Peceli picked up a travel book, 'Across the South Pacific' from the shelf and browsed through a chapter about Labasa and I read it also. A family touring the Pacific had written about their adventures including staying in Labasa. This was about 20 years ago. Paul Jaduram is in the story and hey, you never know where your words and stories will end up!
Excerpt by Iain Finlay and Trish Sheppard - from their visit to Labasa where they stayed at the Takia Hotel and met Paul Jaduram. This is the writer's interpretation of a visit to a Hindu temple at Matailabasa.
Paul stopped the car at a small Hindu temple by the roadside. 'This is the Temple of the Snake,' he said. 'A very sacred place for Indians here.'
It was a small unimpressive building of cement which looked more like a little suburban house than a temple. It had been painted in rather garish colours. At the doorway we slipped our shoes off and left them outside while we stepped into the one main room of the building. It was almost filled from floor to ceiling with a huge, natural rock. In fact the whole structure had been erected over and around the rock, which quite clearly resembled a giant cobra with its head upright and its hood spread wide.
'The story is that the stone is growing,' Paul said quietly. 'People come from all over Fiji - and even from Indian, to see it. They believe that it can perform all manner of miracles, from curing sickness, to bringing rain for their crops. It is famous throughout Fiji as a rain god and it's also supposed to bring babies to sterile couples!'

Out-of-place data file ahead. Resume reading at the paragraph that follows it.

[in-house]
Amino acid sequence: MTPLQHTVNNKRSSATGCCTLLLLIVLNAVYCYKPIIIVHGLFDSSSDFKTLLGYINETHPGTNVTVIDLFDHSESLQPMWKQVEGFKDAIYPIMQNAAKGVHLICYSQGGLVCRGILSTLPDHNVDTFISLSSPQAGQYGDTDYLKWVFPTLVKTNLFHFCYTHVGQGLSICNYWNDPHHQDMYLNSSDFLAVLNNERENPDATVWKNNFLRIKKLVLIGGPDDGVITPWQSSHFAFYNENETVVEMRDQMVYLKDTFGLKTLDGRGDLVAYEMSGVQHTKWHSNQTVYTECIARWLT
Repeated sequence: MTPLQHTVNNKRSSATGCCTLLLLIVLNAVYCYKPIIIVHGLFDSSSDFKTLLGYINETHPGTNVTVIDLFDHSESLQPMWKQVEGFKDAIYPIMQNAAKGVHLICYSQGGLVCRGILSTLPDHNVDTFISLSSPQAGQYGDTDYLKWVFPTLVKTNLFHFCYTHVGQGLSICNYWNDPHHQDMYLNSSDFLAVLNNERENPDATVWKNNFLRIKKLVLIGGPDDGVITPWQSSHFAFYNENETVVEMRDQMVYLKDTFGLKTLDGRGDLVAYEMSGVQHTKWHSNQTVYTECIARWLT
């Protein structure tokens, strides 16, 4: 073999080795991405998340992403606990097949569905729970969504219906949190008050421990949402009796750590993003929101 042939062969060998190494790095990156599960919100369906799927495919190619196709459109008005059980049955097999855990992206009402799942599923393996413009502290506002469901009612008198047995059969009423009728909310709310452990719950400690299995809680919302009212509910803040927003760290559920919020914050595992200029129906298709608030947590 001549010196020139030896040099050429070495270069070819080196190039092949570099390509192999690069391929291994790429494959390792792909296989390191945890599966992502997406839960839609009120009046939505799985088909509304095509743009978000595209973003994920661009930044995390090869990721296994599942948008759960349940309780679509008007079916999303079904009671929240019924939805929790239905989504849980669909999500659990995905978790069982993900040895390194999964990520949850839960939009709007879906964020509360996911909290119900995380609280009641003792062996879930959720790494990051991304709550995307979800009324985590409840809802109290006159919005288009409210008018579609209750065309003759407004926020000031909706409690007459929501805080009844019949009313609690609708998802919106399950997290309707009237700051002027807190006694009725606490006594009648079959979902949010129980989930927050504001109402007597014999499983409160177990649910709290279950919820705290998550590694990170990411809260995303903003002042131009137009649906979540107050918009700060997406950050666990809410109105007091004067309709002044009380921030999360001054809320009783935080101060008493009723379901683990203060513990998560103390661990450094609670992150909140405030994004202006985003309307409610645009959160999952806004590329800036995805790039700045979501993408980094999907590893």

We circled around the great figure for a few minutes, watching several sari-clad Indian women, placing incense sticks in sand containers and pressing their palms together in silent supplication to the Snake God.
'My grandmother used to bring me here,' Paul whispered. 'She told me all the stories about it… because she believed it…every bit of it. She was very traditional in her ways. She came to Fiji when she was only eleven.'
We had moved around the stone and back out onto the small verandah where we began to put our shoes back on. 'Did all of her family come at the same time?' I asked.
'Oh, no. None of them came. She was pinched from her village in India…kidnapped.'
'But why?' Trish said, amazed. 'Surely not to work here.'
'No, of course not. As a bride.'
'A bride! At eleven!'
'Yes. There were so many men who were coming here as labourers that there was a flourishing black market in illicit child brides.'
But couldn't her family do anything?'
'They never knew what happened to her. She never saw them, or heard of them again.'
'But how terrible. What happened to her? Obviously things turned out reasonably in the end because you're here…and..well, as you said, she used to bring you to the temple and so on. Did she stay married to the same man?'
'Yes. And eventually, after this period of indenture was over, they grew to be very rich and influential. It is a real success story.'
Obviously there is much more to a story like that but there's no doubt that the original Jadurams on Vanua Levu made the best of a bad job because the name Jaduram is all over the town of Labasa. There are streets named after various members of the family. Jaduram office buildings, cinemas, and also creches, which the old lady, Paul's grandmother founded and ran for Indian women in poorer situations than she. She was quite obviously a remarkable woman, and it was equally obvious that Paul thought so too and, for all his Western ways, gave the strong impression that he shared his grandmother's beliefs in the power of the Snake God.